• Absolutely vital if we want to solve the world’s many problems
  • No longer needed now that we have programmatic ads and neuromarketing research
  • Something anyone in an organization can do if they follow a few simple steps

And then of course there are people like me, who have the word ‘creative’ on their business cards. My experience is that many people can indeed have ideas. But usually they’re the same ideas. And therefore, not very creative.

Compare it to a cartoonist. Everyone is funny occasionally. Many people can draw. But only a handful of people in the world can draw a funny cartoon six times a week. What makes them different?

Dorte Nielsen and Sarah Thurber have a refreshingly smart yet simple explanation of this in their delightful book The Secret of the Highly Creative Thinker: How To Make Connections Others Don’t.

They use the metaphor of the shower and the funnel. First, a creative thinker will generate lots of ideas without to much focus or critical thinking. Nielsen and Thurber liken this to turning on the shower. Then, once the funnel has filled, the ideas are filtered until the best remain.

Sounds familiar? Here’s where it gets really smart. The funnel has to be full before you turn off the shower. Which is exactly my experience. Most people will ‘turn off the shower’ as soon as they have one or two viable ideas.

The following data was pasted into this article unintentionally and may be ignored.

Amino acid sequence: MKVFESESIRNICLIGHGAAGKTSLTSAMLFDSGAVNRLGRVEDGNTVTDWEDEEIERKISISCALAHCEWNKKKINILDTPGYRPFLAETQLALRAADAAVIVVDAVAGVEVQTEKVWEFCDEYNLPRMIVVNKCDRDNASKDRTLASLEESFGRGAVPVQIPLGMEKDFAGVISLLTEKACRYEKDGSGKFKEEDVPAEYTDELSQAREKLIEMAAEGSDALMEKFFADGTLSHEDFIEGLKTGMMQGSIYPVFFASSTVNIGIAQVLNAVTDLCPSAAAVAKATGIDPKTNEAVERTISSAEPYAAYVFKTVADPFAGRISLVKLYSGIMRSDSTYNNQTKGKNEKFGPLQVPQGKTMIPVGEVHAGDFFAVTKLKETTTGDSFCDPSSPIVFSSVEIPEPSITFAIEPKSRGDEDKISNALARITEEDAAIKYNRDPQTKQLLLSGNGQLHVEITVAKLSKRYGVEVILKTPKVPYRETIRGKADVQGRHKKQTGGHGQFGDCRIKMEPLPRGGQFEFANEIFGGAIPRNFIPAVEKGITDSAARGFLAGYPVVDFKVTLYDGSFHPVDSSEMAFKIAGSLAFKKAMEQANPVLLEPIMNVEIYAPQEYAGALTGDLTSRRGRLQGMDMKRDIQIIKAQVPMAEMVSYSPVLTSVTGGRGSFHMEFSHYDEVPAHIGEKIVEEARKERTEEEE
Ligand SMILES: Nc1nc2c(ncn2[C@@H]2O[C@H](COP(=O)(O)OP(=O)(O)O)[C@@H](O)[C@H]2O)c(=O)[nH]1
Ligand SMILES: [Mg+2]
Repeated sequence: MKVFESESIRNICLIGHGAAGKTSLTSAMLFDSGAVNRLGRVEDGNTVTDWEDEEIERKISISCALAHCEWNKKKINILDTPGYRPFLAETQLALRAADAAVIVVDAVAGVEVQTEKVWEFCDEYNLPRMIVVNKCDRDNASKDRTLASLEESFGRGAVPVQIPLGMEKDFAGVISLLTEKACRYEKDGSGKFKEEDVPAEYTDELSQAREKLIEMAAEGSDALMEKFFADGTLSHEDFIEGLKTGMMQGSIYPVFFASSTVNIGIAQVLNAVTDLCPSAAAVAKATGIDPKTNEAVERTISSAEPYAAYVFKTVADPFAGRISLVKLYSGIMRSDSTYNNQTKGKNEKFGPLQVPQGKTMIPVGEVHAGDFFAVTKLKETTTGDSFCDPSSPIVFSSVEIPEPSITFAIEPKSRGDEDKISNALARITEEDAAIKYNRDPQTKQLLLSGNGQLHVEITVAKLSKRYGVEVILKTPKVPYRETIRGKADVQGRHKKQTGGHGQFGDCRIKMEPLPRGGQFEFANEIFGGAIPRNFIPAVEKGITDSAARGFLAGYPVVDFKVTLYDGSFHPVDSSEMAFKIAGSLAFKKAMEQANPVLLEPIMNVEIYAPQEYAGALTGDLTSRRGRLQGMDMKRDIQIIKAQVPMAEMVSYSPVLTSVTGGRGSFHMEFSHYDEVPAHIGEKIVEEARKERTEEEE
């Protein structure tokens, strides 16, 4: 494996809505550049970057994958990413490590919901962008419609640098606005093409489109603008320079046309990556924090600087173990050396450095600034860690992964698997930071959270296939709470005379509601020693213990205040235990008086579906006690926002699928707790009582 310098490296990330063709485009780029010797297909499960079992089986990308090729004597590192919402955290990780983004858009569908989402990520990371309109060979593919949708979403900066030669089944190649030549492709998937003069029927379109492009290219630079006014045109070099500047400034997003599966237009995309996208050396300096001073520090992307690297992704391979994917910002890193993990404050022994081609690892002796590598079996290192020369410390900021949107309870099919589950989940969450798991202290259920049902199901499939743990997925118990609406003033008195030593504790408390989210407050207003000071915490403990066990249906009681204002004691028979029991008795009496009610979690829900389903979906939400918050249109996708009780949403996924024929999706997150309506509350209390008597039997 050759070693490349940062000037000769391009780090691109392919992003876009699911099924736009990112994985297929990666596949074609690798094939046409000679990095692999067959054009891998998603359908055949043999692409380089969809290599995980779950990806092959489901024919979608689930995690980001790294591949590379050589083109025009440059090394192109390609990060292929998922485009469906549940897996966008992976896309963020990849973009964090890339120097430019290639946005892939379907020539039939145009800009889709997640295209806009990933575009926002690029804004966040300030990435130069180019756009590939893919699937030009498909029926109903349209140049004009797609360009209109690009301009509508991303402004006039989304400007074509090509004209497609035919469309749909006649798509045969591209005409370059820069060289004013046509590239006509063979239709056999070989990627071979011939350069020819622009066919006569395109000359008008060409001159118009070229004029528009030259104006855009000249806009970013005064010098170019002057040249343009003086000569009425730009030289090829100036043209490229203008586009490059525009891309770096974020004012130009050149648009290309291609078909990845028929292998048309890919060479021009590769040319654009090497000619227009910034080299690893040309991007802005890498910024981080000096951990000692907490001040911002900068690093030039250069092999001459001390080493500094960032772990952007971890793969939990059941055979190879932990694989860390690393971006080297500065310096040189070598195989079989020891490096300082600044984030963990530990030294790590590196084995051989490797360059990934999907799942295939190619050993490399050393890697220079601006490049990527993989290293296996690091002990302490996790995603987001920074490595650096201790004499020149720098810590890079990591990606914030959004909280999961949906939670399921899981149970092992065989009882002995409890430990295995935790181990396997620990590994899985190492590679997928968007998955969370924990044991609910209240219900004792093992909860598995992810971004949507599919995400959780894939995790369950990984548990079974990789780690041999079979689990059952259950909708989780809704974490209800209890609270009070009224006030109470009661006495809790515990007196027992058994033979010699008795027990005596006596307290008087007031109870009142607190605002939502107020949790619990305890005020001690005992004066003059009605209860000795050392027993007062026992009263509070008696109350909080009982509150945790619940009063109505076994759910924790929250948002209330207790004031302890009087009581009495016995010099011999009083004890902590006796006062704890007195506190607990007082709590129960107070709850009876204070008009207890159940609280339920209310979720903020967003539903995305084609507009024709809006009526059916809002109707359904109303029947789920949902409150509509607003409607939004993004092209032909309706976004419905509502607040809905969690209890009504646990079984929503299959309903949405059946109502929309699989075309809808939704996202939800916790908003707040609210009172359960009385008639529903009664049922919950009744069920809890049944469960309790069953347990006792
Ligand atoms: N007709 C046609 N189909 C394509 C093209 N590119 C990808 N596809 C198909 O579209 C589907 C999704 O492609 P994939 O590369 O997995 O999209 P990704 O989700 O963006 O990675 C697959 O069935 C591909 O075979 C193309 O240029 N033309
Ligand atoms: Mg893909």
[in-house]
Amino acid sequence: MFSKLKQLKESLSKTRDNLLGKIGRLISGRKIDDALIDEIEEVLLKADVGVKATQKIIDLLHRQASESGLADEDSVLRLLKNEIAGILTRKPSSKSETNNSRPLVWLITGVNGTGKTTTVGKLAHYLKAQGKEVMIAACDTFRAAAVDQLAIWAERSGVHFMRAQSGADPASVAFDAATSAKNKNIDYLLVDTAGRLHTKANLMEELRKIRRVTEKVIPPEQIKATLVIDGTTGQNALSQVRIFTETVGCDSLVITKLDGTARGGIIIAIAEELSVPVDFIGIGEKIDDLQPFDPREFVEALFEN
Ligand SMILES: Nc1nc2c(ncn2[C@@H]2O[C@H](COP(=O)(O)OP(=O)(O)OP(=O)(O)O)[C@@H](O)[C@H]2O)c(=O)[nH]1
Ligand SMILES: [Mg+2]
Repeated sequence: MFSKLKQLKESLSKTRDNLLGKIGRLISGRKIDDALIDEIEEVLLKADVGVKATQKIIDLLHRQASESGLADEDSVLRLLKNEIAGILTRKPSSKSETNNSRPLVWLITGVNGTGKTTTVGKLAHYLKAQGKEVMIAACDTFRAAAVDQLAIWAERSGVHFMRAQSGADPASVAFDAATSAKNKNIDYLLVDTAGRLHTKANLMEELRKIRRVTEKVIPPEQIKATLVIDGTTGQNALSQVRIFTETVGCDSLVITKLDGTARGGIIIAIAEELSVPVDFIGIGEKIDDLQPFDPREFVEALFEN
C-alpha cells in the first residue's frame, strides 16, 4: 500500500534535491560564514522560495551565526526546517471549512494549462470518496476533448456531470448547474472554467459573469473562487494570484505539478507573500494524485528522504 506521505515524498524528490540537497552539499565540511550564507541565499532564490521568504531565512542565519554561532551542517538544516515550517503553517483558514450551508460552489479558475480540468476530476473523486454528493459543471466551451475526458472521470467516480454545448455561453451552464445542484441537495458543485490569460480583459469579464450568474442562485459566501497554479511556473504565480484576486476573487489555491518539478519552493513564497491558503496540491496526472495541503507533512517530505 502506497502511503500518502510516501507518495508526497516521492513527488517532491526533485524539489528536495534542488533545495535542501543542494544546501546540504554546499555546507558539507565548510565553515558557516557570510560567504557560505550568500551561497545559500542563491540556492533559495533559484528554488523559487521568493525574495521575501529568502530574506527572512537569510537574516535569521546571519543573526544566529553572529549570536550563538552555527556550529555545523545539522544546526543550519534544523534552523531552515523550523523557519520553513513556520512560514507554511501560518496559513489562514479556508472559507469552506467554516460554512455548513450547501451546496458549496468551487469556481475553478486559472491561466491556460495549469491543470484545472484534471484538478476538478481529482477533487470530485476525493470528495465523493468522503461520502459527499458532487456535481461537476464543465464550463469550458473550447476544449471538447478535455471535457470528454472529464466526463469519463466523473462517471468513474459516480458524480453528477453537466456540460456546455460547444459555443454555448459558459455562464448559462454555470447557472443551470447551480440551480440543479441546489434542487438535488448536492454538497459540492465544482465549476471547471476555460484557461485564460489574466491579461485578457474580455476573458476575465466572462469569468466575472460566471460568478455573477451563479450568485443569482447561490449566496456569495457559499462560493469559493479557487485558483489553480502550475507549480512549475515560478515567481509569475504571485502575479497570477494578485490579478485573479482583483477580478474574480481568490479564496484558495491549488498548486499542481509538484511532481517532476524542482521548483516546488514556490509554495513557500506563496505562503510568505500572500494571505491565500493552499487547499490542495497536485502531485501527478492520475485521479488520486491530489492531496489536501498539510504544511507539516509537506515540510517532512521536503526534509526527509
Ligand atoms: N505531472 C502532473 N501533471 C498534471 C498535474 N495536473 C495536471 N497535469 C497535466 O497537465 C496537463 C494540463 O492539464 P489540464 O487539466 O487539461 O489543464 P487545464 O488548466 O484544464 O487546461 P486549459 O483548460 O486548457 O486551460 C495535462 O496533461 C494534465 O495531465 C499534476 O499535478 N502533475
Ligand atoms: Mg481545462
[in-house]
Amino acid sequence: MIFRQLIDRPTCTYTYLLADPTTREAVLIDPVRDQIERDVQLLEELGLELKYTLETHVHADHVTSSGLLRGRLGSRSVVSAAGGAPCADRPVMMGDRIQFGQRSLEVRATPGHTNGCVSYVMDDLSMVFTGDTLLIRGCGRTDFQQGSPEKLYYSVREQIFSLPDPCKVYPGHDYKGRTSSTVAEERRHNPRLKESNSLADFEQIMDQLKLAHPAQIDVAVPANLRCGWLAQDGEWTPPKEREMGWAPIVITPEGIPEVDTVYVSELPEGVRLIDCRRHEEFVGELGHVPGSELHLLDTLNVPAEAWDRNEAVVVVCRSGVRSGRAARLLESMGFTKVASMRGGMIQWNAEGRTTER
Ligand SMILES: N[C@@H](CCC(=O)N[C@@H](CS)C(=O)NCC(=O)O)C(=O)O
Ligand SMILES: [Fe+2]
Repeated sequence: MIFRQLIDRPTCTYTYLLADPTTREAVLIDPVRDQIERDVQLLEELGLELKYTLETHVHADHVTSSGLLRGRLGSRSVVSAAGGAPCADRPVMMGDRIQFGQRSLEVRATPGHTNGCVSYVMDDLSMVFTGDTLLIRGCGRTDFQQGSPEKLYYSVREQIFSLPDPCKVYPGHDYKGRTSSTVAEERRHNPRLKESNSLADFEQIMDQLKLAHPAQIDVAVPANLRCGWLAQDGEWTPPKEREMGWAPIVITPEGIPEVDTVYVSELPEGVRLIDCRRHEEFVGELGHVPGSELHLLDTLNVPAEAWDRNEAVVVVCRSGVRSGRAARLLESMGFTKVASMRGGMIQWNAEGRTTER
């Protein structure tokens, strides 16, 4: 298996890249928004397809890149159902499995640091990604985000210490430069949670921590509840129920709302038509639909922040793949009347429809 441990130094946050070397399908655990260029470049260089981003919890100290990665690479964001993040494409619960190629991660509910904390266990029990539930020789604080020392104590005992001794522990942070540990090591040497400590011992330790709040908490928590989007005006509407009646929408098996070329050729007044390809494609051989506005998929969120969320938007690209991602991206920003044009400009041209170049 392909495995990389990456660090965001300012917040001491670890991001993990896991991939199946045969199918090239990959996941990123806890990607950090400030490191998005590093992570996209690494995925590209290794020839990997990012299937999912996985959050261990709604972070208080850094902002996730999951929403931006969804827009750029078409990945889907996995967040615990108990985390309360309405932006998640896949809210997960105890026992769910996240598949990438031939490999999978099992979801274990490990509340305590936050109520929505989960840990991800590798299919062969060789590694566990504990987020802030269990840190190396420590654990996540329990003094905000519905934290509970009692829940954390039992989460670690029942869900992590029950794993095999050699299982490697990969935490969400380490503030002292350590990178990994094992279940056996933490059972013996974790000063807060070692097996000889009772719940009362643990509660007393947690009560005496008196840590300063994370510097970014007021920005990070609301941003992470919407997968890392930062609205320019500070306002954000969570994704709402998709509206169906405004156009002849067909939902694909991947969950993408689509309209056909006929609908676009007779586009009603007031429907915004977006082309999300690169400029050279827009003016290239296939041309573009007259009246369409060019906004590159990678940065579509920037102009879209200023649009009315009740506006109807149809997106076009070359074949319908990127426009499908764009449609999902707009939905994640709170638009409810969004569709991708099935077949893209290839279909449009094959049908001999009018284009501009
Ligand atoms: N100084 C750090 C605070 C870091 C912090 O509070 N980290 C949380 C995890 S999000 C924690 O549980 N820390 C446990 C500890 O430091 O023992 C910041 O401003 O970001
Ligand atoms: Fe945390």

And they will definitely run for the taps as soon as someone says something silly. “Let’s not get too crazy now, we already have some good ideas!”.

But they don’t. They have some safe, boring, obvious ideas that they’ve lazily fallen in love at first sight with.

I’ve seen countless people go from ‘let’s come up with some great ideas’ to ‘if it ain’t broke don’t fix it’ within the hour. Only to be disappointed when they found at least five other companies or colleagues had the same idea, claimed the URL, copyrighted the logo and trademarked the pay-off.

Well at least they’ve learned something. You can’t get from obvious ideas to great ones without travelling through the valley of silly ideas.

But Nielsen and Thurber offer hope for everyone. Based on insights from neuroscience, they explain how new ideas are found by making new connections in the brain.

Sounds theoretical? It isn’t. In fact, this book is filled with fun, practical exercises so approachable I did some with my seven year old daughter, and we had a great time.